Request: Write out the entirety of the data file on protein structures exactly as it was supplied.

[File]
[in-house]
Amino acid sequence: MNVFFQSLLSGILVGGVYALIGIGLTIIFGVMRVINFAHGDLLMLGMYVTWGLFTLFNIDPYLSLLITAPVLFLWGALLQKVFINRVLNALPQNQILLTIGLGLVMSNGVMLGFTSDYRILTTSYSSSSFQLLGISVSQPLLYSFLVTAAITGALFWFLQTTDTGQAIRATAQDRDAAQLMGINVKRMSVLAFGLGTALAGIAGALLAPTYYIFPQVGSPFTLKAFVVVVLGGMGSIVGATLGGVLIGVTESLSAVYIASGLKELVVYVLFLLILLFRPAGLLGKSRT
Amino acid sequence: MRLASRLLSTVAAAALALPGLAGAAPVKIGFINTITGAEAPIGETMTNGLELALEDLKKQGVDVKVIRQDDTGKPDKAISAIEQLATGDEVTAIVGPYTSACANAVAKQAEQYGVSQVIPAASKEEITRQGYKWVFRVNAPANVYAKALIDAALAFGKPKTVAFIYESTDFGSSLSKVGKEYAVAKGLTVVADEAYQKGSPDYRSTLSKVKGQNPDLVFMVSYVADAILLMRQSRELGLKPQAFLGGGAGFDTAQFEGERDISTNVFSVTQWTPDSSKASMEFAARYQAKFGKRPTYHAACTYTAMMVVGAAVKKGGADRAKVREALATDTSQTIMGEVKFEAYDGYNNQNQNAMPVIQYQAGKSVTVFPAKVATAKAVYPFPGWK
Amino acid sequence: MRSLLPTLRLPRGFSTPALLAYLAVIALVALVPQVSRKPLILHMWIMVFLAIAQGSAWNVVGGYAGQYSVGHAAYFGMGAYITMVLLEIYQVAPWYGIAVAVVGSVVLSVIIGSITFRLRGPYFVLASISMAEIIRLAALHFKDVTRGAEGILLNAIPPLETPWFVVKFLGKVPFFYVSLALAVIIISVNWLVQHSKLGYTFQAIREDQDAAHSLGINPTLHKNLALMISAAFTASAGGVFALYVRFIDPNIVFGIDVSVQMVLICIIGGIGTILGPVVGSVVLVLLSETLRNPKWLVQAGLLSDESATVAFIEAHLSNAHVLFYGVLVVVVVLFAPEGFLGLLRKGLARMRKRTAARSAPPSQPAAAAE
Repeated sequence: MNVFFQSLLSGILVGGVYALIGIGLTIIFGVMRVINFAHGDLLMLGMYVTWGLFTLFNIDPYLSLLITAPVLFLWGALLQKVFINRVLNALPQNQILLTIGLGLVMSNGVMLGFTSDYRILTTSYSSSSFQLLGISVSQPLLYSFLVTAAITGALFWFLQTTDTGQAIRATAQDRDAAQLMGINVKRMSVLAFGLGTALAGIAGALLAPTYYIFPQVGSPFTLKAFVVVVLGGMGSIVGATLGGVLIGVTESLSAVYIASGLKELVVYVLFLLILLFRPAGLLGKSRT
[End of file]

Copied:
[in-house]
Amino acid sequence: MNVFFQSLLSGILVGGVYALIGIGLTIIFGVMRVINFAHGDLLMLGMYVTWGLFTLFNIDPYLSLLITAPVLFLWGALLQKVFINRVLNALPQNQILLTIGLGLVMSNGVMLGFTSDYRILTTSYSSSSFQLLGISVSQPLLYSFLVTAAITGALFWFLQTTDTGQAIRATAQDRDAAQLMGINVKRMSVLAFGLGTALAGIAGALLAPTYYIFPQVGSPFTLKAFVVVVLGGMGSIVGATLGGVLIGVTESLSAVYIASGLKELVVYVLFLLILLFRPAGLLGKSRT
Amino acid sequence: MRLASRLLSTVAAAALALPGLAGAAPVKIGFINTITGAEAPIGETMTNGLELALEDLKKQGVDVKVIRQDDTGKPDKAISAIEQLATGDEVTAIVGPYTSACANAVAKQAEQYGVSQVIPAASKEEITRQGYKWVFRVNAPANVYAKALIDAALAFGKPKTVAFIYESTDFGSSLSKVGKEYAVAKGLTVVADEAYQKGSPDYRSTLSKVKGQNPDLVFMVSYVADAILLMRQSRELGLKPQAFLGGGAGFDTAQFEGERDISTNVFSVTQWTPDSSKASMEFAARYQAKFGKRPTYHAACTYTAMMVVGAAVKKGGADRAKVREALATDTSQTIMGEVKFEAYDGYNNQNQNAMPVIQYQAGKSVTVFPAKVATAKAVYPFPGWK
Amino acid sequence: MRSLLPTLRLPRGFSTPALLAYLAVIALVALVPQVSRKPLILHMWIMVFLAIAQGSAWNVVGGYAGQYSVGHAAYFGMGAYITMVLLEIYQVAPWYGIAVAVVGSVVLSVIIGSITFRLRGPYFVLASISMAEIIRLAALHFKDVTRGAEGILLNAIPPLETPWFVVKFLGKVPFFYVSLALAVIIISVNWLVQHSKLGYTFQAIREDQDAAHSLGINPTLHKNLALMISAAFTASAGGVFALYVRFIDPNIVFGIDVSVQMVLICIIGGIGTILGPVVGSVVLVLLSETLRNPKWLVQAGLLSDESATVAFIEAHLSNAHVLFYGVLVVVVVLFAPEGFLGLLRKGLARMRKRTAARSAPPSQPAAAAE
Repeated sequence: MNVFFQSLLSGILVGGVYALIGIGLTIIFGVMRVINFAHGDLLMLGMYVTWGLFTLFNIDPYLSLLITAPVLFLWGALLQKVFINRVLNALPQNQILLTIGLGLVMSNGVMLGFTSDYRILTTSYSSSSFQLLGISVSQPLLYSFLVTAAITGALFWFLQTTDTGQAIRATAQDRDAAQLMGINVKRMSVLAFGLGTALAGIAGALLAPTYYIFPQVGSPFTLKAFVVVVLGGMGSIVGATLGGVLIGVTESLSAVYIASGLKELVVYVLFLLILLFRPAGLLGKSRT